I was focusing on getting the right moment (critical expressions, etc) but the more I listened to Bihzhu's enchanting voice the more I realized shooting was not really that important after all. I was enjoying myself and that was all that mattered. Sometimes we get too engrossed with photography that we live our entire lives through the viewfinder, it is good to just put down the camera and take in the moment. This is so true when it comes to music and live shows.

All images were taken with Olympus OM-D E-M10 Mark II and M.Zuiko lenses 45mm F1.8 and 75mm F1.8

I have also recorded some video, and this was a cover of Dirty Projectors, "Stillness Is The Move".


Check out Bihzhu at:
Official Website: http://www.bihzhu.com/

Every time I recorded a video I am always stunned by how good the 5-Axis  image stabilization is, and the convenience of not having to use a tripod. Imagine, I was attending an event and every one was seated comfortably in a tightly crowded space, a set up of a tripod would have stuck out like a sore thumb! Some may argue that the video on OM-D (older then E-M1 Mark II) has nothing to write home about, I beg to disagree. If you are a cinematographer, a professional videographer, then you can decide what you want. All I wanted was a high quality recording of my favourite singer-songwriter in action and I believe the E-M10 Mark II did a splendid job, despite my lack of skills in video recording. 














A group photo to end the night!

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4 comments :

  1. Nice post Robin! I like to shoot performers like this too. The 75mm is a great lens at anytime but it really shows it's stuff in low light doesn't it? I use the Nocticron instead of the 45mm and while both are great, there is something about the 75mm. Maybe because I can't get close enough for my liking with the 42.5.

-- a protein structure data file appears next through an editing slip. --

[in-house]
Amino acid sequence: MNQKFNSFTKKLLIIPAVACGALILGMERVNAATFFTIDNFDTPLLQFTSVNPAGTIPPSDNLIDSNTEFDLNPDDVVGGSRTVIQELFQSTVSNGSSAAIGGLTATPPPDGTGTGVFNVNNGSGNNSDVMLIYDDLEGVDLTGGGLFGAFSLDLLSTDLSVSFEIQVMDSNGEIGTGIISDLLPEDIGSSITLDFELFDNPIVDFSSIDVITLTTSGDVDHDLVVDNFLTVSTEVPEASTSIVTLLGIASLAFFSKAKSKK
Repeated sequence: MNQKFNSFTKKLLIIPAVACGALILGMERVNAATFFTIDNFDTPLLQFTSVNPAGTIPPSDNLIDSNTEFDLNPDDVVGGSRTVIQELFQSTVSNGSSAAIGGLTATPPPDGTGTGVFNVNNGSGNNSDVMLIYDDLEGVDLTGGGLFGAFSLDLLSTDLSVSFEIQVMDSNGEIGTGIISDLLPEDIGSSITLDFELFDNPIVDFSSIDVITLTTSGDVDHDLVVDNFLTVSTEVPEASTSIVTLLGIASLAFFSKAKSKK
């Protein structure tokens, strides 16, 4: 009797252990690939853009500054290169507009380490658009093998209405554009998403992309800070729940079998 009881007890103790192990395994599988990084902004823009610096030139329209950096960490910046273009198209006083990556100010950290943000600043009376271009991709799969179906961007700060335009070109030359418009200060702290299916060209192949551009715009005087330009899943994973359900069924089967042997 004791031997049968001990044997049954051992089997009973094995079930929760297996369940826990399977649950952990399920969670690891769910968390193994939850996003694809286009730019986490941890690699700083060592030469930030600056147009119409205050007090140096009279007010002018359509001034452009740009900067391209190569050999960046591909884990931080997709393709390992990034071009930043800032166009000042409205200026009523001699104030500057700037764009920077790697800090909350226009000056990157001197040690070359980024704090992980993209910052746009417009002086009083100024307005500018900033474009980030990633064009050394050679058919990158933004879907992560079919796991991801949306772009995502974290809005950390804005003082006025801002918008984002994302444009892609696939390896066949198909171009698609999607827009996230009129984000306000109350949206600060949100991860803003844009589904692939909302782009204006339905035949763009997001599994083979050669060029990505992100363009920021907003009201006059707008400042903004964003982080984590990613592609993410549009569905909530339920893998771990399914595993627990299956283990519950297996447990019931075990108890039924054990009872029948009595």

Not to be too critical but on the 4th shot of the guitar man, have you tried it in black and white? First, I love the look of the 75 (at least it looks like the 75) in B&W and second, in my shots when noise gets distracting, I often like a contrasty black and white over color; especially for musicians... and the guy is wearing a hat!

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    1. Hey Kevin,

      Thanks for the kind words. About the black and white, I do not think that the shot will be suitable, as there is too much black in the image, and the bass guitarist was also wearing a black suit, which would have totally disappeared in the background of shadows! Unless that is the look that you are after.

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  2. Hi Robin, I have the first generation OMD EM5 and my question is if it is possible to achieve such video quality with it. e.g If I bought a better lens etc.

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    1. In terms of Video recording, the E-M5 Mark II (similarly, E-M10 Mark II) has significantly improved quality than the first generation E-M5.